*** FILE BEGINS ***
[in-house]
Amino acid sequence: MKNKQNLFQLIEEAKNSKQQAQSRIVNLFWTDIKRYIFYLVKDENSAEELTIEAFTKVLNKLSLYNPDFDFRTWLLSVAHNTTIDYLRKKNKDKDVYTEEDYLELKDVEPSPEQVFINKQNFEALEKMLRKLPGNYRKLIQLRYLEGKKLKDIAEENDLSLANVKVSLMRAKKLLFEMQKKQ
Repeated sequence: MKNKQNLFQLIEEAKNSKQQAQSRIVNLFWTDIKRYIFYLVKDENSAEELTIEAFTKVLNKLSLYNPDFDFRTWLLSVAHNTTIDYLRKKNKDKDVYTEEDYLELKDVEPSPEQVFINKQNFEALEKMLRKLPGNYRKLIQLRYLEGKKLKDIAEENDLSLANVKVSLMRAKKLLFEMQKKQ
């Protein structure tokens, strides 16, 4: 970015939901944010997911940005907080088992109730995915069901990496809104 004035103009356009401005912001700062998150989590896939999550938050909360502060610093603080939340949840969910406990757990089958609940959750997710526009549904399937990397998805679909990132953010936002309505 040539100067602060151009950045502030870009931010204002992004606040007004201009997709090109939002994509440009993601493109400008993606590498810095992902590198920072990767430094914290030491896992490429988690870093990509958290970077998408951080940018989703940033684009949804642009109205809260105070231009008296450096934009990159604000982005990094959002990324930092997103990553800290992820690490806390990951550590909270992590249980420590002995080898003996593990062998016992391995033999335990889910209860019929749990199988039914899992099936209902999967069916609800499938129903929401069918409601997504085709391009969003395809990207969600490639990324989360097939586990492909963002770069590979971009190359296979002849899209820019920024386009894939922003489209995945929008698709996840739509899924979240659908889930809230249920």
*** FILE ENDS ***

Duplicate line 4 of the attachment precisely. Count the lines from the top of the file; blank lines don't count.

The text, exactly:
């Protein structure tokens, strides 16, 4: 970015939901944010997911940005907080088992109730995915069901990496809104 004035103009356009401005912001700062998150989590896939999550938050909360502060610093603080939340949840969910406990757990089958609940959750997710526009549904399937990397998805679909990132953010936002309505 040539100067602060151009950045502030870009931010204002992004606040007004201009997709090109939002994509440009993601493109400008993606590498810095992902590198920072990767430094914290030491896992490429988690870093990509958290970077998408951080940018989703940033684009949804642009109205809260105070231009008296450096934009990159604000982005990094959002990324930092997103990553800290992820690490806390990951550590909270992590249980420590002995080898003996593990062998016992391995033999335990889910209860019929749990199988039914899992099936209902999967069916609800499938129903929401069918409601997504085709391009969003395809990207969600490639990324989360097939586990492909963002770069590979971009190359296979002849899209820019920024386009894939922003489209995945929008698709996840739509899924979240659908889930809230249920």